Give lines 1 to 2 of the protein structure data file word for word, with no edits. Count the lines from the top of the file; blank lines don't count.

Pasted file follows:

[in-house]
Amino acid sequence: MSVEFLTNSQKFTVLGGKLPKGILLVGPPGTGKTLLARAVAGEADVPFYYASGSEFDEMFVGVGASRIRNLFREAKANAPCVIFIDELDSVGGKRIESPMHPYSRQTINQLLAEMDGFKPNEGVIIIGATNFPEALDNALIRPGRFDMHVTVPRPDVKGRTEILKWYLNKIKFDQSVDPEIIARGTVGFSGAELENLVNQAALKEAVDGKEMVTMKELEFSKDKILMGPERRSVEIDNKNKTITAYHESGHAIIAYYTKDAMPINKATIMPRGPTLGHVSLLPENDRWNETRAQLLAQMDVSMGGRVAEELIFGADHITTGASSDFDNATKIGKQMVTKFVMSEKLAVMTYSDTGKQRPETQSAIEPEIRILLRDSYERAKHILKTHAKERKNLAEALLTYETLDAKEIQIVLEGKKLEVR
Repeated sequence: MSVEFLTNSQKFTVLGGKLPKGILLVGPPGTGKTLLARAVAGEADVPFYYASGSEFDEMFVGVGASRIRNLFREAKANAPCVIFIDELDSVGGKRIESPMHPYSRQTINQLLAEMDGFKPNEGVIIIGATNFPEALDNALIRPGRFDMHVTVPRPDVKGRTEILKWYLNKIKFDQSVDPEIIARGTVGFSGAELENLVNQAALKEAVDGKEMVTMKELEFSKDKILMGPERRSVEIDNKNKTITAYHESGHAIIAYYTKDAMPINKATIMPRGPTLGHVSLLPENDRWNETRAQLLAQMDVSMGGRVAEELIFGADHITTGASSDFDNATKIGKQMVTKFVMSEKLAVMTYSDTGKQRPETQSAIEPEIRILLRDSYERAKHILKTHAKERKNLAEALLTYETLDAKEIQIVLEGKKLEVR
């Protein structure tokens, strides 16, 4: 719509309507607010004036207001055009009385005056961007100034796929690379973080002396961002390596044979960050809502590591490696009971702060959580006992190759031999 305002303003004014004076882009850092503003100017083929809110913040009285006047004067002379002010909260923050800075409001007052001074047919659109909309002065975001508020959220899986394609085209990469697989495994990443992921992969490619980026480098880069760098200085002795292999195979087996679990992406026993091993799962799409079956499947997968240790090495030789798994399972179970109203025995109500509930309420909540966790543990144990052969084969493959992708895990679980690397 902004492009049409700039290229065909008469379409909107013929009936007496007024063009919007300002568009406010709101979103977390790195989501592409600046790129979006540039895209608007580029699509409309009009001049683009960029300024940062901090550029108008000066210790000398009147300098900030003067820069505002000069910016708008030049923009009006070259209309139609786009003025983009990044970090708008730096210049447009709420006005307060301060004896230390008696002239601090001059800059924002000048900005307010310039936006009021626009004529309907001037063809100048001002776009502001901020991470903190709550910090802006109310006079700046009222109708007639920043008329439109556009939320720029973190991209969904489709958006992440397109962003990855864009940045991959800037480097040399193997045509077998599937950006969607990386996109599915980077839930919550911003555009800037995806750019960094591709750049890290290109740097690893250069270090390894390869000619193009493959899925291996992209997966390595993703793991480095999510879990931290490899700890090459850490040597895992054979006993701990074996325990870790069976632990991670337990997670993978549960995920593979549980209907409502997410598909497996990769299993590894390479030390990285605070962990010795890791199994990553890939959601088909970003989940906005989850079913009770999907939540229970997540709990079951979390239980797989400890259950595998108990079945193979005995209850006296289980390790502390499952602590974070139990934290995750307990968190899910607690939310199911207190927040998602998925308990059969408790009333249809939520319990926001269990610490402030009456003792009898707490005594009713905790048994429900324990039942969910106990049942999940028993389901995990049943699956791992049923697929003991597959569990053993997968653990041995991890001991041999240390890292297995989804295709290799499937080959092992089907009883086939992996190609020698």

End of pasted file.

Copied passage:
[in-house]
Amino acid sequence: MSVEFLTNSQKFTVLGGKLPKGILLVGPPGTGKTLLARAVAGEADVPFYYASGSEFDEMFVGVGASRIRNLFREAKANAPCVIFIDELDSVGGKRIESPMHPYSRQTINQLLAEMDGFKPNEGVIIIGATNFPEALDNALIRPGRFDMHVTVPRPDVKGRTEILKWYLNKIKFDQSVDPEIIARGTVGFSGAELENLVNQAALKEAVDGKEMVTMKELEFSKDKILMGPERRSVEIDNKNKTITAYHESGHAIIAYYTKDAMPINKATIMPRGPTLGHVSLLPENDRWNETRAQLLAQMDVSMGGRVAEELIFGADHITTGASSDFDNATKIGKQMVTKFVMSEKLAVMTYSDTGKQRPETQSAIEPEIRILLRDSYERAKHILKTHAKERKNLAEALLTYETLDAKEIQIVLEGKKLEVR